Yes Man (2008)

Rated: PG-13 for crude sexual humor, language and brief nudity.
Length: 104 minutes
Grade: ADAB+=A
Budget: $70 million
Box Office: $243 million (98 U.S., 131 Intl., 14 DVD)

Written by: Nicholas Stoller (Fun with Dick and Jane, directed Forgetting Sarah Marshall), Jarrad Paul, and Andrew Mogel, based on the book by Danny Wallace.
Directed by: Peyton Reed (The Break-Up, Bring It On)
Starring: Jim Carrey, Zooey Deschanel, John Michael Higgins, Bradley Cooper, Danny Masterson, and Terence Stamp.

Carl Allen is stuck in a dead-end life because he never wants to do anything new until one day he is dragged to a self-development seminar where he makes a pact to say, “Yes,” to everything.

Entertainment Value: A
Extremely funny. Very much in the Carrey tradition of The Mask, Bruce Almighty, and Dumb and Dumber. The pretext for the story is a brilliant way to give the writers freedom to interject bizarre (and comical) scenes. But more than this, the movie ties events together in a way that starts to seem like Providence almost. So it’s not just entertaining, but it’s well-crafted and even meaningful. Nice.

Superficial Content: D
Drugs/Alcohol D, Sex/Nudity C, Violence B, Language D, Illegality B
There are several scenes involving alcohol and drunkenness, a man breaks a bank store window with a rock, and there are several sexual references, a naked crowd in an auditorium, and one entire scene built around the idea of a very elderly lady being sexual with the main character. Aside from this, the language is pretty heavy for a PG-13 film. I’d certainly go R-15 here.
Significant Content: A
Life is a risk, and it’s generally better to take chances and try new things because you never know what you might discover and whom you might meet. A wide variety of experiences, skills, and friends will prepare you to be able to solve problems you otherwise wouldn’t be able to. Life is a playground.

Artistic/Thought Value: B+
This is yet another case of a movie that could have been so much better if they had only bothered to exercise enough discipline to clean up the language and maybe a couple of the references. Though it winds up being really strong in some parts (such as tying the song he learns on guitar in to a later scene on the ledge), I wish they could have done it in a way that was less offensive overall to a pretty large group of people who will miss the message because of the content or because they won’t even watch the movie.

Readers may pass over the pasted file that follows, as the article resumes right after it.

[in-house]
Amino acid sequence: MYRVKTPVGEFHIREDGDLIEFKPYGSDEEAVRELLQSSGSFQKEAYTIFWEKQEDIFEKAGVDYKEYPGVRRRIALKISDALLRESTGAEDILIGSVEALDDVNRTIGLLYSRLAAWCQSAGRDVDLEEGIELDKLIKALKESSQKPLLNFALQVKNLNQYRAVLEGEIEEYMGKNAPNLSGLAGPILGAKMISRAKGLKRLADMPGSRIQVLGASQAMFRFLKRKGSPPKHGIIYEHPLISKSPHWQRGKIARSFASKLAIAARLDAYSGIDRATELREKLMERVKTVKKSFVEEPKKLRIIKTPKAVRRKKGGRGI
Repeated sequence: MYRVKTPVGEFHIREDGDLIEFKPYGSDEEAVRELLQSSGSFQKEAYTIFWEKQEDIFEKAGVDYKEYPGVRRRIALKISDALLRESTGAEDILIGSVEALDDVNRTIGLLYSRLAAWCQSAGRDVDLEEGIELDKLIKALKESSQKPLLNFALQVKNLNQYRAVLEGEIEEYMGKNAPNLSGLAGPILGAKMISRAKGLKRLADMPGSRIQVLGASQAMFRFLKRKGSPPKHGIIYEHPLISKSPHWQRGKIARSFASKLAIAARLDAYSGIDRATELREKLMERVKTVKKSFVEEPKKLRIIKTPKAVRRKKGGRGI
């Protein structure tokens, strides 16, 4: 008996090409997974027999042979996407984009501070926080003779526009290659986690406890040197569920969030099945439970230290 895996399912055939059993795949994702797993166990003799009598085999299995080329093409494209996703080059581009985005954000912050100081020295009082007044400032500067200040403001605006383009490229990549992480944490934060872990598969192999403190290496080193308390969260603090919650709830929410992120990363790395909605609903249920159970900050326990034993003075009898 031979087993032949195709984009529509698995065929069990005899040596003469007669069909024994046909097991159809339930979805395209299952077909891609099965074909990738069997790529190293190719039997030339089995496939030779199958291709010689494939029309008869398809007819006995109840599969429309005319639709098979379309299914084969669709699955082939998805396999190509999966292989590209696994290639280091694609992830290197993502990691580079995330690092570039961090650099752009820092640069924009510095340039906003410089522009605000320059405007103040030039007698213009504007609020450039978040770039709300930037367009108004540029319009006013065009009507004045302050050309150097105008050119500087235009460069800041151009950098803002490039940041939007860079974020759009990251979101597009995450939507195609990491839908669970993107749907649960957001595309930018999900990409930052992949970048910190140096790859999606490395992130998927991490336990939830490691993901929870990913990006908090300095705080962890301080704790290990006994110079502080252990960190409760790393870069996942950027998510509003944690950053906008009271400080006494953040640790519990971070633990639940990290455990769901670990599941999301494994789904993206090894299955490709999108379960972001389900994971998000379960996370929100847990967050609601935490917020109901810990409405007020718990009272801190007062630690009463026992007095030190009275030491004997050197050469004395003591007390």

Discussion Questions:
~Carl starts the movie saying, “No,” to everything, and he spends most of the movie saying, “Yes,” to everything. What are the advantages of each of these dispositions? The disadvantages? If you had to live toward one or the other extreme, which would be more fun? More safe? Toward which extreme do you think our current culture tends to live?
~We tend to think of most sins being matters of agreeing to do bad things, but can you think of some ways in which it is sinful to refuse to do good things?
~What message is this movie giving about the importance of good judgment? Consider what this movie might have to say about zero tolerance policies.
~What sort of personal hindrances, fears, or stigmas does Carl have to give up or overcome in the process of learning to embrace every new idea?
~Make a list of five new things that you are inclined to not do. What keeps you from trying them? Are you hindered by reluctance or laziness or something else? Can you make a goal of trying one new thing every month?
~Do you actively try to meet new people outside your normal circles? Do you think a Christian has an obligation to do this?
~Carl begins the movie as an extremely sarcastic person. Do you think there’s a connection between saying, “No,” to things and being sarcastic?
~When the bank exec praises Carl for the microloans, he says that people are so grateful for the help that they’re paying back the loans at a really high rate. What implications might there be here for Christian ministry, especially as an alternative to Payday Loans?
~I claim that this movie would be better if they had cleaned it up a bit. In what ways does the vulgarity reinforce the main point? Are the people who would object to the PG-13-ness of this movie precisely the sort of grinchy naysayers who need to embrace the message of the movie more?
~This movie could clearly have been made with the main character starting out as a conservative Christian or something similar and moving toward a more “liberated” perspective. Why do you think they didn’t take this approach?

Overall Grade: A
Another success for Jim Carrey, both as a movie and at the box office.

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